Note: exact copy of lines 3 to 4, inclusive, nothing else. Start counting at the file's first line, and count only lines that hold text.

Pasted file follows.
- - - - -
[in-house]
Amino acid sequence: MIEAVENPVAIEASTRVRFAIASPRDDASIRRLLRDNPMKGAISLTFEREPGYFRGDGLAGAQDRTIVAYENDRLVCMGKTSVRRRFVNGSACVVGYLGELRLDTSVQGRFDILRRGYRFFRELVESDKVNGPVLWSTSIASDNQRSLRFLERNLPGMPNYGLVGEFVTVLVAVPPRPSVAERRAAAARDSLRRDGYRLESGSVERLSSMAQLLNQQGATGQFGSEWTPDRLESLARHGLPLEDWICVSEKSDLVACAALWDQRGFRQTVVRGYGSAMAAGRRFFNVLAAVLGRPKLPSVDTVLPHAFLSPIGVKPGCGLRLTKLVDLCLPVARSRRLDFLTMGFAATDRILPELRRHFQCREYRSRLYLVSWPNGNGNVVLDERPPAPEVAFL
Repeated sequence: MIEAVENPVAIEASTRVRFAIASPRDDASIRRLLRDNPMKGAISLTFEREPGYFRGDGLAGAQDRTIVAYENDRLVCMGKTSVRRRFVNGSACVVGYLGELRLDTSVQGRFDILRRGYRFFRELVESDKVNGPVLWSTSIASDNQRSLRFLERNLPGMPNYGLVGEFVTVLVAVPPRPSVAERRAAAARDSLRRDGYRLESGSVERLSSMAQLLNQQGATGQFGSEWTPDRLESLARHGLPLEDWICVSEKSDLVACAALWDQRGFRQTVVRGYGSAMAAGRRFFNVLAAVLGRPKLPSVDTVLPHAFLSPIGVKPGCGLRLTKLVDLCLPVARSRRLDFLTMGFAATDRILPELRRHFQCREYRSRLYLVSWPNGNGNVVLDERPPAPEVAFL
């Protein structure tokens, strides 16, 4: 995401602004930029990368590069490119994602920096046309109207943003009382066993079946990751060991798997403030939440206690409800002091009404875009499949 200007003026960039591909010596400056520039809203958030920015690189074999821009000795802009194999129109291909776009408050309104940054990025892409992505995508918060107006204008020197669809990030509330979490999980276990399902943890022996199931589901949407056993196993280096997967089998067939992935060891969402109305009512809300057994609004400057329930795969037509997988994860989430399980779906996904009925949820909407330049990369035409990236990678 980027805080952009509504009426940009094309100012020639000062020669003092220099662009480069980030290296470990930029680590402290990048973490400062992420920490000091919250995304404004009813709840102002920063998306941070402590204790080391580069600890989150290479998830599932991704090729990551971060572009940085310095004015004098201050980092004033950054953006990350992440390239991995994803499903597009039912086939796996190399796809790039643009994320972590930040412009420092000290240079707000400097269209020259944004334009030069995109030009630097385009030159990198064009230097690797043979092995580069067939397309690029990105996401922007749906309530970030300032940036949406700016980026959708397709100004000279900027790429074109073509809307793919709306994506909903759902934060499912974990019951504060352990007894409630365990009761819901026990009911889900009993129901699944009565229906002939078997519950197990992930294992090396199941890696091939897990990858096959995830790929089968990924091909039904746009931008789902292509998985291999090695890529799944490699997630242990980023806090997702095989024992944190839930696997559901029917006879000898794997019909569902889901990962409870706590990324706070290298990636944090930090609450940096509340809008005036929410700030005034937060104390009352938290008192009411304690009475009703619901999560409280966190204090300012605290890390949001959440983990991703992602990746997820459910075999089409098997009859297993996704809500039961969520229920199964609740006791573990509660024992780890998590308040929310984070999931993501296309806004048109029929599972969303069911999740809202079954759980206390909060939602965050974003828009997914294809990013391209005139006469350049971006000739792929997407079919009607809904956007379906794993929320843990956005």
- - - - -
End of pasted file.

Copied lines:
Repeated sequence: MIEAVENPVAIEASTRVRFAIASPRDDASIRRLLRDNPMKGAISLTFEREPGYFRGDGLAGAQDRTIVAYENDRLVCMGKTSVRRRFVNGSACVVGYLGELRLDTSVQGRFDILRRGYRFFRELVESDKVNGPVLWSTSIASDNQRSLRFLERNLPGMPNYGLVGEFVTVLVAVPPRPSVAERRAAAARDSLRRDGYRLESGSVERLSSMAQLLNQQGATGQFGSEWTPDRLESLARHGLPLEDWICVSEKSDLVACAALWDQRGFRQTVVRGYGSAMAAGRRFFNVLAAVLGRPKLPSVDTVLPHAFLSPIGVKPGCGLRLTKLVDLCLPVARSRRLDFLTMGFAATDRILPELRRHFQCREYRSRLYLVSWPNGNGNVVLDERPPAPEVAFL
């Protein structure tokens, strides 16, 4: 995401602004930029990368590069490119994602920096046309109207943003009382066993079946990751060991798997403030939440206690409800002091009404875009499949 200007003026960039591909010596400056520039809203958030920015690189074999821009000795802009194999129109291909776009408050309104940054990025892409992505995508918060107006204008020197669809990030509330979490999980276990399902943890022996199931589901949407056993196993280096997967089998067939992935060891969402109305009512809300057994609004400057329930795969037509997988994860989430399980779906996904009925949820909407330049990369035409990236990678 980027805080952009509504009426940009094309100012020639000062020669003092220099662009480069980030290296470990930029680590402290990048973490400062992420920490000091919250995304404004009813709840102002920063998306941070402590204790080391580069600890989150290479998830599932991704090729990551971060572009940085310095004015004098201050980092004033950054953006990350992440390239991995994803499903597009039912086939796996190399796809790039643009994320972590930040412009420092000290240079707000400097269209020259944004334009030069995109030009630097385009030159990198064009230097690797043979092995580069067939397309690029990105996401922007749906309530970030300032940036949406700016980026959708397709100004000279900027790429074109073509809307793919709306994506909903759902934060499912974990019951504060352990007894409630365990009761819901026990009911889900009993129901699944009565229906002939078997519950197990992930294992090396199941890696091939897990990858096959995830790929089968990924091909039904746009931008789902292509998985291999090695890529799944490699997630242990980023806090997702095989024992944190839930696997559901029917006879000898794997019909569902889901990962409870706590990324706070290298990636944090930090609450940096509340809008005036929410700030005034937060104390009352938290008192009411304690009475009703619901999560409280966190204090300012605290890390949001959440983990991703992602990746997820459910075999089409098997009859297993996704809500039961969520229920199964609740006791573990509660024992780890998590308040929310984070999931993501296309806004048109029929599972969303069911999740809202079954759980206390909060939602965050974003828009997914294809990013391209005139006469350049971006000739792929997407079919009607809904956007379906794993929320843990956005």